Letters Patent (Open Letters) are used in many areas. In May 2012 the Ministry of Justice referred to 92 types of Letters Patent. They are a type of legal instrument in the form of a published written order issued (technically by Her Majesty), granting an office, right, monopoly, title, or status to a person or corporation. Certain appointments must be made by Letters Patent - e.g. the Judges of the Supreme Court (Constitutional Reform Act 2005 s.23). Queen's Counsel are also appointed by this method.
The Guardian 11th February reports the case of Rohan Pershad, a barrister and Queen's Counsel (QC) who specialised in fraud cases. Pershad has been convicted of cheating the public revenue in that he failed to pay over £620,000 in VAT. See the HMRC Press Release. An interesting question is whether the Letters Patent issued to him may be revoked thereby removing his rank. This appears
to be an uncertain area and is discussed on the UK Criminal Law blog where attention is drawn to the Marcus Einfield case in New South Wales. In order to avoid a driving ban, Einfield lied on oath about who was driving his car. The Governor of New South Wales revoked the letters patent appointing Mr Einfeld a QC on 26th November 2009. (See also - Re Einfeld  NSWCA 255 ).
Pershad could be disbarred and therefore cease to be a barrister - (the Bar Standards Board website details the process) - but the rank of QC appears to be a separate matter - a rank granted by the Crown. It would certainly seem strange if that which may be given by the Crown may not also be removed. There are examples of Letters Patent being revoked in some areas. In 1983, Letters Patent constituting the Office of Governor General of New Zealand were issued and these revoked similar letters of 1917 and 1918. Pershad is to be sentenced on 26th February - (Guidelines via CPS)
A recent example of Letters Patent being issued is at Royal Central 9th January
The Leveson Inquiry recommended statutory underpinning of press regulation. The key features of Leveson's scheme are outlined here. As an alternative to Act of Parliament, Ministers have been considering using a Royal Charter - see the draft charter at Dept. for Culture, Media and Sport - Lord Justice Leveson report - regulatory system for the press. The draft charter looks very much like a Bill (15 clauses and 4 Schedules) but it is a very different legal animal. A Bill has to undergo all the legislation stages in both House of Parliament and then receive Royal Assent. This is not the case with the making of a Royal Charter.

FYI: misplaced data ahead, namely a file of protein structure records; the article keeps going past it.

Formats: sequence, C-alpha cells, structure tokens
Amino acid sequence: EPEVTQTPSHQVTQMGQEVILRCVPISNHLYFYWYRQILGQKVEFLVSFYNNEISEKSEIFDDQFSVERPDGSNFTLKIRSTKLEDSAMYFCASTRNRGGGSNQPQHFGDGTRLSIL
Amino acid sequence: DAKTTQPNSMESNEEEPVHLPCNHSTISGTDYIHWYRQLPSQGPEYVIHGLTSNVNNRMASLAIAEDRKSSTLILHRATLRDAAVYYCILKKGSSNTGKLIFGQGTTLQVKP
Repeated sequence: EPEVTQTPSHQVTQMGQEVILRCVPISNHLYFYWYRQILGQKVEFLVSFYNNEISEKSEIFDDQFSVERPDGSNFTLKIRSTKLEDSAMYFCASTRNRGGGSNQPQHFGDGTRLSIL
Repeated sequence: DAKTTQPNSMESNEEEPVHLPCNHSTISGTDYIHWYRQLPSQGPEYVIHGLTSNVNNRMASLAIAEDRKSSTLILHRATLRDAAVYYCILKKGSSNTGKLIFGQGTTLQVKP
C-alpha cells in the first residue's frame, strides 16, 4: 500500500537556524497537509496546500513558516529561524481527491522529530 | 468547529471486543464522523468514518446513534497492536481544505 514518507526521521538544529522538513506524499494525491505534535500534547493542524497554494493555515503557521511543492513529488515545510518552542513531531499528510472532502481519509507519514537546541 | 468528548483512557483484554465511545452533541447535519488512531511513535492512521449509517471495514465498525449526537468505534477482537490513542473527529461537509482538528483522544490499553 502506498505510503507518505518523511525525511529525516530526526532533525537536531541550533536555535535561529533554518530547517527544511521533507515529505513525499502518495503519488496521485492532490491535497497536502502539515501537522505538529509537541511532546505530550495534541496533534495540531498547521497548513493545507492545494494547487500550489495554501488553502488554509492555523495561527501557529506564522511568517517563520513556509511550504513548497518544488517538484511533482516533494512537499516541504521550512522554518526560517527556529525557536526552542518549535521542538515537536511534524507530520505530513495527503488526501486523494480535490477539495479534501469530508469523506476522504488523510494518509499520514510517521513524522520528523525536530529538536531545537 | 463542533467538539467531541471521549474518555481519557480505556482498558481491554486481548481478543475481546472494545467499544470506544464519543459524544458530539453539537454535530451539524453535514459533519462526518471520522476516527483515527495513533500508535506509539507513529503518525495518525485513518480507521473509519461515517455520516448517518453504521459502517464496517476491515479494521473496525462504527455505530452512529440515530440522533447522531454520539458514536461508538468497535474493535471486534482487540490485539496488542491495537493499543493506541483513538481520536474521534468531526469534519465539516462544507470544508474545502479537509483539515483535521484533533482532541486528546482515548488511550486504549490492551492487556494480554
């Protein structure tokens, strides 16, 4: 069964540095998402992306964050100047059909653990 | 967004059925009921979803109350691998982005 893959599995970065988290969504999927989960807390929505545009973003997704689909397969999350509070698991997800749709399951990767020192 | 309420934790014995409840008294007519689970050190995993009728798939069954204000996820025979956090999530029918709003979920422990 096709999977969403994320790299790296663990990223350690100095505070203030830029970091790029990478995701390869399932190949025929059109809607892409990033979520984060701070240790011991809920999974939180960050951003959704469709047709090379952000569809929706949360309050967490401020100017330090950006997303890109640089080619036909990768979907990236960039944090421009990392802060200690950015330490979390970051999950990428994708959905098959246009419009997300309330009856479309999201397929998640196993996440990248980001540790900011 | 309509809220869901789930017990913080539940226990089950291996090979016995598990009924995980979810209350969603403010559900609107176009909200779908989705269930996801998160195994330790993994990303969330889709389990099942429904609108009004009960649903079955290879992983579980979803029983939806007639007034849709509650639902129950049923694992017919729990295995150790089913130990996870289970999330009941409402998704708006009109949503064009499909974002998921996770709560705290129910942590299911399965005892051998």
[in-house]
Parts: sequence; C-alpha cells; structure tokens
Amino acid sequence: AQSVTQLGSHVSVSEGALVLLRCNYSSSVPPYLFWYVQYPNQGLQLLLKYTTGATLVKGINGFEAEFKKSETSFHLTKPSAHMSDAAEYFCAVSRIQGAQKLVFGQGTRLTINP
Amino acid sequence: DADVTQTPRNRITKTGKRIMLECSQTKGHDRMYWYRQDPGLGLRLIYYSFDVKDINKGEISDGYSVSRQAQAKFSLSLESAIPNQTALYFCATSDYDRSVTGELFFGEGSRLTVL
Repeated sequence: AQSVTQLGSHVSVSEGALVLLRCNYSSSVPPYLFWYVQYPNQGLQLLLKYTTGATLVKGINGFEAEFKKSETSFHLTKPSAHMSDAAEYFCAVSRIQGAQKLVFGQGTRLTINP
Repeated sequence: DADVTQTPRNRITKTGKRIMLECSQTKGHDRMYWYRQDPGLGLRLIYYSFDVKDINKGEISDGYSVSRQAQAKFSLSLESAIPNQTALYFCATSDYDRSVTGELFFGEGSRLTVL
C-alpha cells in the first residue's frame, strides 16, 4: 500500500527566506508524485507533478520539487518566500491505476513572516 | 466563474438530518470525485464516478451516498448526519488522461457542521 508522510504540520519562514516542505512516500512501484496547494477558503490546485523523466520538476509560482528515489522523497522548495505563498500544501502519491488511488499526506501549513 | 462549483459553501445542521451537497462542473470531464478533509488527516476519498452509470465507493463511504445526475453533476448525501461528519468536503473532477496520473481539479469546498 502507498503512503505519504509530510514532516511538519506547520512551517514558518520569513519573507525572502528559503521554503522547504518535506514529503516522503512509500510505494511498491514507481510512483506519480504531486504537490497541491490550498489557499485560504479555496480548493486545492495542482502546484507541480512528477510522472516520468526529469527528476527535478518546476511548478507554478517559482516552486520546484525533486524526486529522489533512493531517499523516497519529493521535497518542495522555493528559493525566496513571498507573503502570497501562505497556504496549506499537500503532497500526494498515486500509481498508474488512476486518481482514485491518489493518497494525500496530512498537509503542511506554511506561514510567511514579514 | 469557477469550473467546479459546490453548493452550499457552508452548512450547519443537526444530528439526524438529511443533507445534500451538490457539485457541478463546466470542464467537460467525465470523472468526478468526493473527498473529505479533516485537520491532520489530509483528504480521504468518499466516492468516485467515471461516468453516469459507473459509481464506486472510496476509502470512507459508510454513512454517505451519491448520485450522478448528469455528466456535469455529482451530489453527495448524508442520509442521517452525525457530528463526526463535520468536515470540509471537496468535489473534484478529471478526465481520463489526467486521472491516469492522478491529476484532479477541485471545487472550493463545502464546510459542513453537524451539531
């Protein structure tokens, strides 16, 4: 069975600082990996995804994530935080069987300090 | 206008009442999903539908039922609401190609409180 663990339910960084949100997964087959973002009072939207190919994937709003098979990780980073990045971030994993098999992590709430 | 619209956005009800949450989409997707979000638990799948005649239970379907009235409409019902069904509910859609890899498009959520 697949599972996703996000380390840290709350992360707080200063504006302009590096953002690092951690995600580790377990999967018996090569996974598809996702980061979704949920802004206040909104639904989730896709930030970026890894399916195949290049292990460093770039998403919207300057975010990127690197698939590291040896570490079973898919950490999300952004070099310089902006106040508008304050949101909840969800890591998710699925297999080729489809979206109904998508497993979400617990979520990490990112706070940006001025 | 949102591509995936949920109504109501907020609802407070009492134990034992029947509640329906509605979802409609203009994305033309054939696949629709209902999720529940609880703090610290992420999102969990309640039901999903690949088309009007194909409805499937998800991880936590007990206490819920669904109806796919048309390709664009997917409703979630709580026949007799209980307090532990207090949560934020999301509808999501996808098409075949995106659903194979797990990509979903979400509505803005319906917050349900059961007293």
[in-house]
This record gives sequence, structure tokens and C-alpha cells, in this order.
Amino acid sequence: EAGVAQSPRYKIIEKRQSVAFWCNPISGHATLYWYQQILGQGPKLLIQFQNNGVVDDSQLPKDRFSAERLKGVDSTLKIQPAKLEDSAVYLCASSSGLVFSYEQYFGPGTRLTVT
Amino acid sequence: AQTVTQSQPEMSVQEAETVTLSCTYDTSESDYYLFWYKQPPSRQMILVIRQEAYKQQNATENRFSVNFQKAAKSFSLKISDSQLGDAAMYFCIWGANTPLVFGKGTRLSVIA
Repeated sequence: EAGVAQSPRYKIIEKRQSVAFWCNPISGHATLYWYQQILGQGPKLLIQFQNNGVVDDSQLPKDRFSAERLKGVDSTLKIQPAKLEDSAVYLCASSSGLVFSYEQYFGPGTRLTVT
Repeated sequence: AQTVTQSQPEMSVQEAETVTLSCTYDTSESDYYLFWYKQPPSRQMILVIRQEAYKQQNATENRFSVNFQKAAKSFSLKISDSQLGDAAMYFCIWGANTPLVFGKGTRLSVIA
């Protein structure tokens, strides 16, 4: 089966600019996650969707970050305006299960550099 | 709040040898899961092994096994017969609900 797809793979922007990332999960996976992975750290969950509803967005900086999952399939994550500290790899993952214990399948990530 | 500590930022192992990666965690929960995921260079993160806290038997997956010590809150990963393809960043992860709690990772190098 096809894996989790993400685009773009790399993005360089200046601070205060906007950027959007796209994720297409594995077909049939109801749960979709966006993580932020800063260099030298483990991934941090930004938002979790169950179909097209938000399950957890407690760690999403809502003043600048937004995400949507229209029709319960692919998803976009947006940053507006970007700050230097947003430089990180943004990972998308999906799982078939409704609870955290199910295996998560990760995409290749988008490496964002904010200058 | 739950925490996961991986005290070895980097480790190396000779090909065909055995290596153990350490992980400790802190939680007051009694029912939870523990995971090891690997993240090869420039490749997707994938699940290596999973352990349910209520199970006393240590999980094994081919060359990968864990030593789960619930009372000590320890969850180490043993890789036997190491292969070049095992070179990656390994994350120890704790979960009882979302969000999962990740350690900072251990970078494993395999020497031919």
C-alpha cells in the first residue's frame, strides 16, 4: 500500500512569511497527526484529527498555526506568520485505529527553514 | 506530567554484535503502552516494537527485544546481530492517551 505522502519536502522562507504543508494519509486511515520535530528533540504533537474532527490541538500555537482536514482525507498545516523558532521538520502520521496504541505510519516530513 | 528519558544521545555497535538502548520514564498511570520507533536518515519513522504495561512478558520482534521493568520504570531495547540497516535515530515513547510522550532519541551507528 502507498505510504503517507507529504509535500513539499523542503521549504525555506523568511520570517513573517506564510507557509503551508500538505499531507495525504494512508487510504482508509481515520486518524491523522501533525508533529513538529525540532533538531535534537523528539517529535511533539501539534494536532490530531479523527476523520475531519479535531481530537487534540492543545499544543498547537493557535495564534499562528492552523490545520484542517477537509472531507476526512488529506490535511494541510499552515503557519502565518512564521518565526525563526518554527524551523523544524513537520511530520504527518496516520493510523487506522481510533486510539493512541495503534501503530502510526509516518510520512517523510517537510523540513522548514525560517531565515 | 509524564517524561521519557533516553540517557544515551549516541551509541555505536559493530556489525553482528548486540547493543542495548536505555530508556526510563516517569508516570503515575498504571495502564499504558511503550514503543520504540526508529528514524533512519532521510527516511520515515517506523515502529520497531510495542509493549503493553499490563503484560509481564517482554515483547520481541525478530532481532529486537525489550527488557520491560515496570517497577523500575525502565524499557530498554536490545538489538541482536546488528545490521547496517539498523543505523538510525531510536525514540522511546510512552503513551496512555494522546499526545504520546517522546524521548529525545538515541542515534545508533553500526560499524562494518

Royal Charters are made (technically by Her Majesty) on the advice of the Privy Council. The use of charters dates back to Anglo-Saxon times and, typically, are used to grant special status to incorporated bodies. There are in excess of 900 chartered bodies. In 2012, the charters issued included the Chartered Institute of Legal Executives. The oldest extant charters seem to be those creating the Universities of Cambridge (1231) and Oxford (1248).
The draft charter for press regulation creates a 'Recognition Body' which will have the powers set out in the charter to, for example, decide applications for recognition from regulators. IF the government decides to adopt this route to press regulation then the charter will be drawn up by Ministers and presented to the Privy Council for approval. The draft charter includes an amendment procedure (Clause 9) involving votes in Parliament though it also seems that the Privy Council could simply revoke the charter (with or without replacement) - (Clause 2).
This method of press regulation may leave rather too much power in the hands of the coterie of Ministers forming the Privy Council at any one time. The Privy Council website (here) notes that a body, once incorporated by Royal Charter, will be subject to a significant degree of Government regulation of its affairs.
See The Independent 12th February - MPs hopeful of a halfway deal on press regulation - where some of the criticism of the charter method is set out.